Budget 2022: Standard income tax deduction may rise by 30-35 percent
New Delhi, Jan 11: Amid a global pandemic, the central government may hike the standard deduction limit available to salaried taxpayers and pensioners by 30-35% in the upcoming budget. However, income tax slabs are likely to remain unchanged given the limited fiscal headroom.
"There are many suggestions on personal taxation. This year one common demand was to enhance the limit of standard deduction, especially considering inflated cost of medical expenses on account of Covid-19," a senior official from the finance ministry told The Economic Times.
The government's move is seen as a relief to salaried employees and pensioners due to rising expenses because of the Covid-19 pandemic.
The standard deduction limit will not be applicable to eligible taxpayers who opt for the new income tax structure.
It may be recalled that a standard deduction of Rs 40,000 was introduced in 2018 and it was later enhanced to Rs 50,000 in the interim budget for 2019.
The demand for a higher standard deduction holds significance as household, electricity, medical expenses expenses have gone up as a result of inflation amid the global pandemic.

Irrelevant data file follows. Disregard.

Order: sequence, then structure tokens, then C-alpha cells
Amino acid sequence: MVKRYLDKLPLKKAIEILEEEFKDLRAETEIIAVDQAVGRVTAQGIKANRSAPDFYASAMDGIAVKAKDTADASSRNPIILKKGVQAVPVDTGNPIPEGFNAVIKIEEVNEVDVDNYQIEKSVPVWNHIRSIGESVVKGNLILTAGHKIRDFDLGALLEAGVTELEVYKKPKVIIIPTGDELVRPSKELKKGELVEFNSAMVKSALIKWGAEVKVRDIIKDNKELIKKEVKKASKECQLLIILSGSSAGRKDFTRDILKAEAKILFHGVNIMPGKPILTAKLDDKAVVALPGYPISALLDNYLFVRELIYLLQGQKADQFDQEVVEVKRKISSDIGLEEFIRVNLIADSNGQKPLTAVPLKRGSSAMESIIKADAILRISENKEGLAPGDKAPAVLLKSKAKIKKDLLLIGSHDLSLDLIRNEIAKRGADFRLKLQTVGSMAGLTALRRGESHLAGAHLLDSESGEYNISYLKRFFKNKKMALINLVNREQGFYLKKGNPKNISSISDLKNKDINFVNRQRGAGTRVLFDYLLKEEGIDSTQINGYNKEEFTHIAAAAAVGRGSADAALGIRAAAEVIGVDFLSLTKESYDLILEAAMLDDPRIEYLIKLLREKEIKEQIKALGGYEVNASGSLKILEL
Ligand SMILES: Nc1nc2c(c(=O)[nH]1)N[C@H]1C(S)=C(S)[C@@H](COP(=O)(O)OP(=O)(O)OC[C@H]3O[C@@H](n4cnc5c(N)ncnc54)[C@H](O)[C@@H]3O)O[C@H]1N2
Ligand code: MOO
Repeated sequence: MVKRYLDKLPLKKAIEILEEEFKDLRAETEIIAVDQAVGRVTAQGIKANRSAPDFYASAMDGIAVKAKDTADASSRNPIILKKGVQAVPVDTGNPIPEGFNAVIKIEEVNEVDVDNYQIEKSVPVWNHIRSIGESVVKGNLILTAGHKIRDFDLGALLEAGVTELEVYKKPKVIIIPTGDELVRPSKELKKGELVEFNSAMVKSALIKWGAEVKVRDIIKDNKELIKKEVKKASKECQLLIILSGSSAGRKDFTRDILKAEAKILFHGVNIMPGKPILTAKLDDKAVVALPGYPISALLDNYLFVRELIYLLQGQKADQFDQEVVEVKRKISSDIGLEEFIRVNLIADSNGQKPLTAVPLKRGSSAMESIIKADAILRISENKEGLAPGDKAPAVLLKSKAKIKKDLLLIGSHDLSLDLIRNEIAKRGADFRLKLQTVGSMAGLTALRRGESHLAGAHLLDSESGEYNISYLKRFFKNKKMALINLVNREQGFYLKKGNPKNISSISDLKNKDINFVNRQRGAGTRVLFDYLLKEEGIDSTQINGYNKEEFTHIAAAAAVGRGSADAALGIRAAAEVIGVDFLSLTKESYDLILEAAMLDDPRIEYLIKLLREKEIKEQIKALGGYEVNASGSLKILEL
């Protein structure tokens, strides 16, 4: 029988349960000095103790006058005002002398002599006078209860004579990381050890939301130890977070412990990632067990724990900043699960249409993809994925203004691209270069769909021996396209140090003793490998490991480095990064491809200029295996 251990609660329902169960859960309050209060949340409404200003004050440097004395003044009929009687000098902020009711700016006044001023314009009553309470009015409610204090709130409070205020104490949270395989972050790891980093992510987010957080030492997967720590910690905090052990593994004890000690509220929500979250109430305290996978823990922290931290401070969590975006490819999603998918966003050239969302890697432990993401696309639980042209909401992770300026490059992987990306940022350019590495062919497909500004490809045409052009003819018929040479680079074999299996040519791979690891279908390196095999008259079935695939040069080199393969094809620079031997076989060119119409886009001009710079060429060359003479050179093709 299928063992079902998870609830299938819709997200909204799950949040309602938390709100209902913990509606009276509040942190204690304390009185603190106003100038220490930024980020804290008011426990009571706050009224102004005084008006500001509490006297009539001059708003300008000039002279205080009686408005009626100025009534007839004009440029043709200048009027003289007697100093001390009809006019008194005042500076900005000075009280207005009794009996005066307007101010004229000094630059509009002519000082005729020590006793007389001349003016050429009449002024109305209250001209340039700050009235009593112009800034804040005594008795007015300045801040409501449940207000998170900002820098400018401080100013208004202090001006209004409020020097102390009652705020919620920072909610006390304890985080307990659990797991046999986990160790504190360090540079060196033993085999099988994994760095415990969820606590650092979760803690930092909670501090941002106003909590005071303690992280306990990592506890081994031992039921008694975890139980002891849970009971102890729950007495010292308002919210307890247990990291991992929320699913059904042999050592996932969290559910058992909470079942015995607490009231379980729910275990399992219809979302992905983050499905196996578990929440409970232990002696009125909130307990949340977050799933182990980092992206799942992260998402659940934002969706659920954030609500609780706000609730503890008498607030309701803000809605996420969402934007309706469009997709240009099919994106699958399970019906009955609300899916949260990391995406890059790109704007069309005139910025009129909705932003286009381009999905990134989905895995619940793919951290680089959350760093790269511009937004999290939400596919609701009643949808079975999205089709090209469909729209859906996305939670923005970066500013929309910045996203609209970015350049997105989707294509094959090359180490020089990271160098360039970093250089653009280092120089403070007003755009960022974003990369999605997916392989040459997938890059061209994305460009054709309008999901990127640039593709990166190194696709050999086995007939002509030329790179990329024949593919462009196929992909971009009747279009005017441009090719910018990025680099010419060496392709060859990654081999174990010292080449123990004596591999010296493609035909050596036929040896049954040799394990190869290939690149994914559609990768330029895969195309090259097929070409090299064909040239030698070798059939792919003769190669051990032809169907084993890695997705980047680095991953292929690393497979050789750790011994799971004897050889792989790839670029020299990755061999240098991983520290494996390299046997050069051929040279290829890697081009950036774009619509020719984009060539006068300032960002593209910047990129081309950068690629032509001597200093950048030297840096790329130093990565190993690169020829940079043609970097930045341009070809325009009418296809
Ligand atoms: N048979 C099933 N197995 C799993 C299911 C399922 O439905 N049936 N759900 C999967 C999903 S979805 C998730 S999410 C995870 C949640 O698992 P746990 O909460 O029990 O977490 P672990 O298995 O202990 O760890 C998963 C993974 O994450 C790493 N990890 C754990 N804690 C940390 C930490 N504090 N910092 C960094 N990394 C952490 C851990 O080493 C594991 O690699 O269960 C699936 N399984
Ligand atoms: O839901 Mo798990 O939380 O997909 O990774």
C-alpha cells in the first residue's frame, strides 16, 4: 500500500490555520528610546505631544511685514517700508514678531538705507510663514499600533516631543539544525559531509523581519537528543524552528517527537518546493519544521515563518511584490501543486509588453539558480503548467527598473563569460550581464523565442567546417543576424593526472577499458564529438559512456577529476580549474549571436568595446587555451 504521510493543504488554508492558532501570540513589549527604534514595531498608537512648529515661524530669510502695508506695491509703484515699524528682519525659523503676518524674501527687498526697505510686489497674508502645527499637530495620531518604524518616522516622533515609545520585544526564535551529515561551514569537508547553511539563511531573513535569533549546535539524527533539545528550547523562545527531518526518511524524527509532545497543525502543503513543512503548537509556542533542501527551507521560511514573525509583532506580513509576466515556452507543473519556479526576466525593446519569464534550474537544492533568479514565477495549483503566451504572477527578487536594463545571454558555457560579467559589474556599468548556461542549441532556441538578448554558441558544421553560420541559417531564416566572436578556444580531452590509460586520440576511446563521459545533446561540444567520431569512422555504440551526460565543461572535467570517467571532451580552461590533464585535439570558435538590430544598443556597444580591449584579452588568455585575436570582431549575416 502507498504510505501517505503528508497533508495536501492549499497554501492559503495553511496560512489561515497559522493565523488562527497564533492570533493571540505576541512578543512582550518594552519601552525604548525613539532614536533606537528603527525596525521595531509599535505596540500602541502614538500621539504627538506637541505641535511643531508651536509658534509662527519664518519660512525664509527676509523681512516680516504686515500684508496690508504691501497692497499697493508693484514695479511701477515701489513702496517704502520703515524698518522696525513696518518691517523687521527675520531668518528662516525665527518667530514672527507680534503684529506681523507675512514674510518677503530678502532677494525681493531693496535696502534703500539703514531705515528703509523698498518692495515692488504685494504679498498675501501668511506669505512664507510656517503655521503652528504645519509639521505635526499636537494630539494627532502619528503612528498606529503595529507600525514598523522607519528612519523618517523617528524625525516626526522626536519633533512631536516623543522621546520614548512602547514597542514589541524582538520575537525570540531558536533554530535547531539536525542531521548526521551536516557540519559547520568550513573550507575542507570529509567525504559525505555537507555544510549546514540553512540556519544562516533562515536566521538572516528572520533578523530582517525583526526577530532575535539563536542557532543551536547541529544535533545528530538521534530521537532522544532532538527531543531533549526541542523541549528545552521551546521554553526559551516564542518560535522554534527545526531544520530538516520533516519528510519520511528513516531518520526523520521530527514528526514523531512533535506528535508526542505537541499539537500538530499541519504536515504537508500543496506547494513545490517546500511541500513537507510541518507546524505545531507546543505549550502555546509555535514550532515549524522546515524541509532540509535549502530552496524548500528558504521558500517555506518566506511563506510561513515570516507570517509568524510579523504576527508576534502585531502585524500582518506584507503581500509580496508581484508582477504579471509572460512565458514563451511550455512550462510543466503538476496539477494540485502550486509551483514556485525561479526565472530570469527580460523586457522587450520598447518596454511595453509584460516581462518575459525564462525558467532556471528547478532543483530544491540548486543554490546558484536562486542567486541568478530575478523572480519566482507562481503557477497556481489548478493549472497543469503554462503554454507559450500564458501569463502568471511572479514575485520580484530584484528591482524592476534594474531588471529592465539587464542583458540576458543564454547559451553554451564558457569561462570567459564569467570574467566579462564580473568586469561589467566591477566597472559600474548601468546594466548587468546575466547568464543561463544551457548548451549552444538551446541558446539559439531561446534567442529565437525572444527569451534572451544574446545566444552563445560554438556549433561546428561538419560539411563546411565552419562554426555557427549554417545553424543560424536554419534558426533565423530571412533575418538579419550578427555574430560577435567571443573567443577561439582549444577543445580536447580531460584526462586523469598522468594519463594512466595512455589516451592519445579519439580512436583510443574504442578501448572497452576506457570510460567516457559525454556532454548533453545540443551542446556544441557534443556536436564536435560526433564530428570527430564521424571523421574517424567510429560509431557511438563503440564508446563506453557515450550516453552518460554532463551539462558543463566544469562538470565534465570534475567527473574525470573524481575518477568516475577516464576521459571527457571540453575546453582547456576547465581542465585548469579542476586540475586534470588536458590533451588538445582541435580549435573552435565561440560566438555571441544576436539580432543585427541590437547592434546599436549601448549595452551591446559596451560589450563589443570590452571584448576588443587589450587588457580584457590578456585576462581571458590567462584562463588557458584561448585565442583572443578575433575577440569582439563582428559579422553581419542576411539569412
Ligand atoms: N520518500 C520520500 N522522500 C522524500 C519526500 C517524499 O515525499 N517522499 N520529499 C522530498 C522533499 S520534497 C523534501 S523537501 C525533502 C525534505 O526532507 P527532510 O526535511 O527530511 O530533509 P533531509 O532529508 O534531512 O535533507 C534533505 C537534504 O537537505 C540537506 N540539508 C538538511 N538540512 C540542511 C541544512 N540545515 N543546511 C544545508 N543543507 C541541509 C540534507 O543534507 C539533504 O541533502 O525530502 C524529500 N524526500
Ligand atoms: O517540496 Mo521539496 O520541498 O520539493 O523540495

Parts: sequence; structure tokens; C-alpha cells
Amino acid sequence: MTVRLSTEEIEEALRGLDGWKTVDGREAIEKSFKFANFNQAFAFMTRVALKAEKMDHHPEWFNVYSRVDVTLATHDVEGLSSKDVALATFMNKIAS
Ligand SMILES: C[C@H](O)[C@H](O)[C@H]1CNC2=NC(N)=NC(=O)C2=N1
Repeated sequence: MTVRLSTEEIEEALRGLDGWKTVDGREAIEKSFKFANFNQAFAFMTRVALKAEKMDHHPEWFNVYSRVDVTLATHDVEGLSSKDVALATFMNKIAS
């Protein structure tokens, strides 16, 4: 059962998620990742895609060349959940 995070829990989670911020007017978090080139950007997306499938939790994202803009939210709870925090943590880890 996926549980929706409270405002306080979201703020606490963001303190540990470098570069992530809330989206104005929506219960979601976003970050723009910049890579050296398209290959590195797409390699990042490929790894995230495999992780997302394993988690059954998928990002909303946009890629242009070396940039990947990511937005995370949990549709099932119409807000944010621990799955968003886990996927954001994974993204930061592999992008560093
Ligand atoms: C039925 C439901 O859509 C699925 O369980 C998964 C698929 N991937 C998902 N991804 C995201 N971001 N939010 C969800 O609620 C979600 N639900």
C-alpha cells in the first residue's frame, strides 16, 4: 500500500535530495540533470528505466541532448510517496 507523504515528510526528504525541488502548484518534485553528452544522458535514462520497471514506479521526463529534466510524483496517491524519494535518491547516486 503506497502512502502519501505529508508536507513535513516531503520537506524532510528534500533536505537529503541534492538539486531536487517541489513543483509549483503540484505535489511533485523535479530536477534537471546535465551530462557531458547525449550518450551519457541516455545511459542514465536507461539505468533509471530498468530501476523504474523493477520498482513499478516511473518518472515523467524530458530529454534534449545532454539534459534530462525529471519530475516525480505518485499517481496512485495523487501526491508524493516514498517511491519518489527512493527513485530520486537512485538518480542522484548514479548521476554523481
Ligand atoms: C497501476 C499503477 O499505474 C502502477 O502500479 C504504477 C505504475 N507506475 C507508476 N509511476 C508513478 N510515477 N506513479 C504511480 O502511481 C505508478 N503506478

Deloitte India, in its pre-budget expectations, has called for a reduction in the highest tax rate of 30% to 25%, and also an increase in the threshold limit for the highest tax rate from the current Rs 10 lakh to Rs 20 lakh.
"An individual is required to pay taxes based on the slab rates. The highest slab rate (after including surcharge and cess) for income exceeding Rs 5 crore in India is currently at 42.744%," Deloitte India was quoted by Fortune India.
"There has been a reduction in corporate tax rates over the past few years. Hence, to align individual tax rates with the corporate tax rate, it is advisable to reduce the highest tax rate of 30% to 25% and also increase the threshold limit for the highest tax rate from Rs 10 lakh to Rs 20 lakh. Therefore, the proposed highest slab rate (including surcharge and cess) can be reduced to 35.62% from 42.744%," it adds.